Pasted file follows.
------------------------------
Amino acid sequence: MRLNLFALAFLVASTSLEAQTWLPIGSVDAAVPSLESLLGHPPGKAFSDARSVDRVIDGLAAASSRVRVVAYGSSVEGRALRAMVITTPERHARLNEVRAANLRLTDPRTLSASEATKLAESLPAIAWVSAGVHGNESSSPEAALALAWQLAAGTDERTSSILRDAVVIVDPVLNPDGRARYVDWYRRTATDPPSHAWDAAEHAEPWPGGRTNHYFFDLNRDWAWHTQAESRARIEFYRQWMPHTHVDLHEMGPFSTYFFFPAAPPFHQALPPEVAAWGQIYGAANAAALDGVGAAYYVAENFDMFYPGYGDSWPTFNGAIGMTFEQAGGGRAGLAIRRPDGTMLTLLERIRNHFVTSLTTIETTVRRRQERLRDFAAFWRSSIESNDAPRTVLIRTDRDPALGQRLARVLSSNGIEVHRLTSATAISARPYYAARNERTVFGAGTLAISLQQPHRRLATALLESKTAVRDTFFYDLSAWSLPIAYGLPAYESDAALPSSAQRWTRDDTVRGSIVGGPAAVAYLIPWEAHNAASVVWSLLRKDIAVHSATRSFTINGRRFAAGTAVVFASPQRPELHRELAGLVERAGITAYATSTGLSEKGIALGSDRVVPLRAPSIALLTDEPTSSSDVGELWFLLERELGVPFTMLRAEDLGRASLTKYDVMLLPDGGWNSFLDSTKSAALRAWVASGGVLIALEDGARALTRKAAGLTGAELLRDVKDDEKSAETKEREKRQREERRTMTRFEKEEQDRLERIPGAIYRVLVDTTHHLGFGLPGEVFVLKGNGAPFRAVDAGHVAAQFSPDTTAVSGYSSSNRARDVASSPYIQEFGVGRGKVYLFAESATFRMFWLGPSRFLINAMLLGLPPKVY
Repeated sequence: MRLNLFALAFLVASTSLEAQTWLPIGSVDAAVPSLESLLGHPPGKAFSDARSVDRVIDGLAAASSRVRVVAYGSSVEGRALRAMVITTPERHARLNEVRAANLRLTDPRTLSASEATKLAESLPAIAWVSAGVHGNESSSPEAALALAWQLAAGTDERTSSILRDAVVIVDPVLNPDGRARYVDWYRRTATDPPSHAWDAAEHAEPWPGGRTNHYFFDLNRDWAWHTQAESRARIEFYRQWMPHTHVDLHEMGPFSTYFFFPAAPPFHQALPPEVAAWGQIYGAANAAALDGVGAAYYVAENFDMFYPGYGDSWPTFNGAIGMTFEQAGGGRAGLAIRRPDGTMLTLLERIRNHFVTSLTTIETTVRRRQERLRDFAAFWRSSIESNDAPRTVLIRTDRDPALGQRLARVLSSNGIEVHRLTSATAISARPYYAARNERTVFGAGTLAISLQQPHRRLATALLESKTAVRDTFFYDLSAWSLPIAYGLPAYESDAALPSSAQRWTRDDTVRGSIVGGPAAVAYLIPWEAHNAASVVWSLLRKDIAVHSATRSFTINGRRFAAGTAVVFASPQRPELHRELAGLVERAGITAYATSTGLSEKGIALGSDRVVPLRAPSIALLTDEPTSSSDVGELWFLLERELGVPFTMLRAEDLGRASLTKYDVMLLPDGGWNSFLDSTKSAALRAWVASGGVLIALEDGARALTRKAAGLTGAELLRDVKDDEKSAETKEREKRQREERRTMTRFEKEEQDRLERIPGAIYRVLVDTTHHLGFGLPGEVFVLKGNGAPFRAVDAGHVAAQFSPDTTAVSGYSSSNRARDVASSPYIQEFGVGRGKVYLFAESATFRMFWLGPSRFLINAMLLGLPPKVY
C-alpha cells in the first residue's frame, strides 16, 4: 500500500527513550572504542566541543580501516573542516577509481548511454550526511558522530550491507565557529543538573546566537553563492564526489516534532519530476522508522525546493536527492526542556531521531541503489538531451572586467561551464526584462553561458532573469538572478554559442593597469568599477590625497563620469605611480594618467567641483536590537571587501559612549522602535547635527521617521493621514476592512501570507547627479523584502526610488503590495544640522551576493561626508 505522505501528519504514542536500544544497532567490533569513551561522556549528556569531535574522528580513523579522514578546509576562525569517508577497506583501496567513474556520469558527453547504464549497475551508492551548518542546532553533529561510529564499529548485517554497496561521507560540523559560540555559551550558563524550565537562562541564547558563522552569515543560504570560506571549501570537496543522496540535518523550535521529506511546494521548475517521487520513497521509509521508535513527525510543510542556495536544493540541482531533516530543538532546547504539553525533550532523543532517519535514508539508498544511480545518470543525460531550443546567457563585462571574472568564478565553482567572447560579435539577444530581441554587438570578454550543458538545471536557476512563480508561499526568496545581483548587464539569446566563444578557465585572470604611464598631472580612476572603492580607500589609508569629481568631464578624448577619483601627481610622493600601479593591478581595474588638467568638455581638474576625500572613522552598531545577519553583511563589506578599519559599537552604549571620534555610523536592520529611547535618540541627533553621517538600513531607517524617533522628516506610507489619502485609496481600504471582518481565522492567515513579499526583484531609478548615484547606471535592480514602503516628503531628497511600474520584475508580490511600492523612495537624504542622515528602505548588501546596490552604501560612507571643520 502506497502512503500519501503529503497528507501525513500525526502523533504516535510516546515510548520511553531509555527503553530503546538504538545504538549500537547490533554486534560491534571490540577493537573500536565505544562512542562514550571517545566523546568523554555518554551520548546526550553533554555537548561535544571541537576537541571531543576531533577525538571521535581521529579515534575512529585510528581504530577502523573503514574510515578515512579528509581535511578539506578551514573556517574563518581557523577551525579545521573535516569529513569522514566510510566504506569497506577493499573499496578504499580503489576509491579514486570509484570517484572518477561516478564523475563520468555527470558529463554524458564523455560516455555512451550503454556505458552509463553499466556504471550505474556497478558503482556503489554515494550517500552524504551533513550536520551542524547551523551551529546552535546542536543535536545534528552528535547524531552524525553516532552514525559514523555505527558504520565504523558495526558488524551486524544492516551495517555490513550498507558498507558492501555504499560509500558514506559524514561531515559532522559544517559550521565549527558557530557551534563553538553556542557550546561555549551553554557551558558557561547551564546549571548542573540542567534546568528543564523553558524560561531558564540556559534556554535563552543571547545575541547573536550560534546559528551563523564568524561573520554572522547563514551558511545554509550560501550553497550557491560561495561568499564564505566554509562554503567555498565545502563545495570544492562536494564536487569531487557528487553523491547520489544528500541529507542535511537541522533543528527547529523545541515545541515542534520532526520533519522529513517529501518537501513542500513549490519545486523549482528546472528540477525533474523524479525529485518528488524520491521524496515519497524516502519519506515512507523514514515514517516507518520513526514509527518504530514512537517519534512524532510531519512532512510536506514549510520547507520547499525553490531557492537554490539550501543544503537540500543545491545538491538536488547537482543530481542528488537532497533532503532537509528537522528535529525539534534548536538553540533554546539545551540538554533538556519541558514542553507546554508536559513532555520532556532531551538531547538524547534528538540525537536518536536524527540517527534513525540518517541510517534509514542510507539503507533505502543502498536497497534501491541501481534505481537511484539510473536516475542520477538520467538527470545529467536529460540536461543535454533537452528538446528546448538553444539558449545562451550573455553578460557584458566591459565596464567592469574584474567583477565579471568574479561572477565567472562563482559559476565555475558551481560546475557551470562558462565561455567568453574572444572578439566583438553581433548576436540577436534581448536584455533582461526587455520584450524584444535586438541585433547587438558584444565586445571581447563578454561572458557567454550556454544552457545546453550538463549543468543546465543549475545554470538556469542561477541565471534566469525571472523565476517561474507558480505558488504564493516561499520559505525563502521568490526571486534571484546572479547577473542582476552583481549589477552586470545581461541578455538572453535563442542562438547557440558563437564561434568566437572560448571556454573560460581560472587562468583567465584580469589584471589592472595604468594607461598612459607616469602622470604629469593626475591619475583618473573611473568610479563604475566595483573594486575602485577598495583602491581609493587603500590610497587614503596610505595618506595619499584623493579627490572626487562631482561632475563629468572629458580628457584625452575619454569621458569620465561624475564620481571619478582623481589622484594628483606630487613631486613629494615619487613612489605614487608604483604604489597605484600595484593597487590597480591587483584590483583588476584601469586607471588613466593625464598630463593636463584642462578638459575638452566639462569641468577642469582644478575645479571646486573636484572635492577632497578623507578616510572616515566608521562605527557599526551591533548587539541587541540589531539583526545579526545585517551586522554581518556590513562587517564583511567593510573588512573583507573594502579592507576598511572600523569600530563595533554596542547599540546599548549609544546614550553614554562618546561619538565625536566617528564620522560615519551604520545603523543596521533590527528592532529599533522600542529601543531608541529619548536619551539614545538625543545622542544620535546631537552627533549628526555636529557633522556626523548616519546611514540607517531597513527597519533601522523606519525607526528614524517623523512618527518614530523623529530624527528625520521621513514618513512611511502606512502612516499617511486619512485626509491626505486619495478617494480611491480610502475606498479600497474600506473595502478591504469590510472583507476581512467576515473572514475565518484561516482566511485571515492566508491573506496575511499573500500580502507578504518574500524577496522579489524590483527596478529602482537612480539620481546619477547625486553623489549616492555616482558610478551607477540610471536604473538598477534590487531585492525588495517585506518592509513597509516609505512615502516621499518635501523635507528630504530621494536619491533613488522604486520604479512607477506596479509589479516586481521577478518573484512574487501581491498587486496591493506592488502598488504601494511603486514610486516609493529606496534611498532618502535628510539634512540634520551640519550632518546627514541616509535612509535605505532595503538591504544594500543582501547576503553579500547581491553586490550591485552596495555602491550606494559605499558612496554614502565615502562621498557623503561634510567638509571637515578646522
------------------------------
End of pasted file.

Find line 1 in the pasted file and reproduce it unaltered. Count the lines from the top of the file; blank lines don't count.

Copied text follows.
Amino acid sequence: MRLNLFALAFLVASTSLEAQTWLPIGSVDAAVPSLESLLGHPPGKAFSDARSVDRVIDGLAAASSRVRVVAYGSSVEGRALRAMVITTPERHARLNEVRAANLRLTDPRTLSASEATKLAESLPAIAWVSAGVHGNESSSPEAALALAWQLAAGTDERTSSILRDAVVIVDPVLNPDGRARYVDWYRRTATDPPSHAWDAAEHAEPWPGGRTNHYFFDLNRDWAWHTQAESRARIEFYRQWMPHTHVDLHEMGPFSTYFFFPAAPPFHQALPPEVAAWGQIYGAANAAALDGVGAAYYVAENFDMFYPGYGDSWPTFNGAIGMTFEQAGGGRAGLAIRRPDGTMLTLLERIRNHFVTSLTTIETTVRRRQERLRDFAAFWRSSIESNDAPRTVLIRTDRDPALGQRLARVLSSNGIEVHRLTSATAISARPYYAARNERTVFGAGTLAISLQQPHRRLATALLESKTAVRDTFFYDLSAWSLPIAYGLPAYESDAALPSSAQRWTRDDTVRGSIVGGPAAVAYLIPWEAHNAASVVWSLLRKDIAVHSATRSFTINGRRFAAGTAVVFASPQRPELHRELAGLVERAGITAYATSTGLSEKGIALGSDRVVPLRAPSIALLTDEPTSSSDVGELWFLLERELGVPFTMLRAEDLGRASLTKYDVMLLPDGGWNSFLDSTKSAALRAWVASGGVLIALEDGARALTRKAAGLTGAELLRDVKDDEKSAETKEREKRQREERRTMTRFEKEEQDRLERIPGAIYRVLVDTTHHLGFGLPGEVFVLKGNGAPFRAVDAGHVAAQFSPDTTAVSGYSSSNRARDVASSPYIQEFGVGRGKVYLFAESATFRMFWLGPSRFLINAMLLGLPPKVY